“I will. We’ll go down to their offices and give them something to chew on.” My mother has been bothered by burial plot and gravestone salesmen and we think we know where they are located. “Next time I come out. The vultures.”
“When will that be I hope before I die.”
As she climbed into her Honda Civic I noticed for the first time her swollen ankles, the blossoms of varicose veins on the backs of her calves. The climb into the front seat was one serenaded by an amazing tragic stillness. It brought back the stories of her deprivations during the Big War. From the black-and-white photos it was obvious she had had perfect slender legs once and a smile that glowed. And now the way she hunched over ever so slightly like she’s beginning to curl back up into the spiraling cocoon. The way each memory remembered with such authority was meant as testimony to her infallibility and immortality. It actually performed just the opposite: You became aware that each memory was flawed or a necessary rewritten fiction like the teenager who brags about his sex life to hide the fact that he is a premature ejaculator.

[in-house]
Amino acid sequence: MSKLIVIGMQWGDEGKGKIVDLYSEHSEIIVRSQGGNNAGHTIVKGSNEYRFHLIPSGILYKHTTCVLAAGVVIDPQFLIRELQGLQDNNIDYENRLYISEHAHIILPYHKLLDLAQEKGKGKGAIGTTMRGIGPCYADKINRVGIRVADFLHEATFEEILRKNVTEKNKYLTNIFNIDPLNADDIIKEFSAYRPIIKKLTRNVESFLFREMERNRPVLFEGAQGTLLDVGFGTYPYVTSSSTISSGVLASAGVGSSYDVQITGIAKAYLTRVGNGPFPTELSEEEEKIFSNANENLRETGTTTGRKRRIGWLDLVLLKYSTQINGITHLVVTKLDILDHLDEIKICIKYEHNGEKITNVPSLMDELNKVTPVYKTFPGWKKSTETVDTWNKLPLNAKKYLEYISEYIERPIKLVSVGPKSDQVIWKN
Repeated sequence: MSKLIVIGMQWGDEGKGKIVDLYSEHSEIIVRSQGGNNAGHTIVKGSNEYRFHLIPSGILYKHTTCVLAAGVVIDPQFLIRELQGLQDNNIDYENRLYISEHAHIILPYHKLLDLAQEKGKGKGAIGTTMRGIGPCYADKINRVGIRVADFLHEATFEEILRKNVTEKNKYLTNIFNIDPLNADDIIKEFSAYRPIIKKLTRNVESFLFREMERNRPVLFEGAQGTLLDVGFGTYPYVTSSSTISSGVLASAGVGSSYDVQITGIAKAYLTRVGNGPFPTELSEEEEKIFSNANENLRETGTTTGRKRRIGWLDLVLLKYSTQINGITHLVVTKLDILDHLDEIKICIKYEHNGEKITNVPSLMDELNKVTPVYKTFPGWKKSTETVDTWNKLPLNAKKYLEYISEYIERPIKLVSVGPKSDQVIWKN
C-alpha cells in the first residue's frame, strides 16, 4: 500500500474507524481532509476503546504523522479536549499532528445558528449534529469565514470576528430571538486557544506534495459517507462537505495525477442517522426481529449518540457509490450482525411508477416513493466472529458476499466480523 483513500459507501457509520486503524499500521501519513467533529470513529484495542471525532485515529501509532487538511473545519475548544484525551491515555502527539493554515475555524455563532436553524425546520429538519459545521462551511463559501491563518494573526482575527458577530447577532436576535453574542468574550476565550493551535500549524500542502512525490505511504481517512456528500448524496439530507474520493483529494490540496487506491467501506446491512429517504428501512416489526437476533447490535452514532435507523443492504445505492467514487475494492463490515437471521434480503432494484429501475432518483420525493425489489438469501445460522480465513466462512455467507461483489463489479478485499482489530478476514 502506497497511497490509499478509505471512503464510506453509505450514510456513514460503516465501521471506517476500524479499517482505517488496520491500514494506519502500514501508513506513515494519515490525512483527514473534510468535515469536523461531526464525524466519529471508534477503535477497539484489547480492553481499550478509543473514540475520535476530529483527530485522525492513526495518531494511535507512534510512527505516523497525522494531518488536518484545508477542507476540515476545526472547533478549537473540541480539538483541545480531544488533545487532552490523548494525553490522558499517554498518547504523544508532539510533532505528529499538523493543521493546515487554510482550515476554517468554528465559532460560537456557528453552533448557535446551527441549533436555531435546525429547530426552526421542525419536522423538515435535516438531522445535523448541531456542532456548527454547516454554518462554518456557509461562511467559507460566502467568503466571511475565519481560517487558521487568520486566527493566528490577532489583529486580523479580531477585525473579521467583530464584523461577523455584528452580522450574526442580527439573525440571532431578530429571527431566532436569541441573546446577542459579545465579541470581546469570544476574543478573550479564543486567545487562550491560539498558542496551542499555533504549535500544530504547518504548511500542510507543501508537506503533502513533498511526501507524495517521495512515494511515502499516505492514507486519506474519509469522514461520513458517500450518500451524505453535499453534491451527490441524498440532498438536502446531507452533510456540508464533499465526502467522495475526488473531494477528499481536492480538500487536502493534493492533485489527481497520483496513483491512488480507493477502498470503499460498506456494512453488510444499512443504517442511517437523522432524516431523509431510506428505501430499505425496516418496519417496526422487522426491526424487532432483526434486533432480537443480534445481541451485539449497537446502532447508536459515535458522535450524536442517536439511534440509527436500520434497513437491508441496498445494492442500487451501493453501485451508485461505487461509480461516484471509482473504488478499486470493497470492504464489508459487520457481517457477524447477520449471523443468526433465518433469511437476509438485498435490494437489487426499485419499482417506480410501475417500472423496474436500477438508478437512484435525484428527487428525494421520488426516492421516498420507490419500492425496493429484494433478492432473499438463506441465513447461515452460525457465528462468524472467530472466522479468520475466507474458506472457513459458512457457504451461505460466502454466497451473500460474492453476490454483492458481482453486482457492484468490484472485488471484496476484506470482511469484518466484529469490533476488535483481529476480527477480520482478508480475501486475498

The way she held the top of the steering wheel as tightly as ever. Here eyes straining just above the wheel’s upper curve. Her knuckles turning white. Holding on for dear life. Just sitting there. “OK, mom, put’r in drive already.” I whisper. Just before she pulled out into traffic I saw her reach into her tote bag and place the Tupperware container with my father’s ashes on the passenger seat next to her.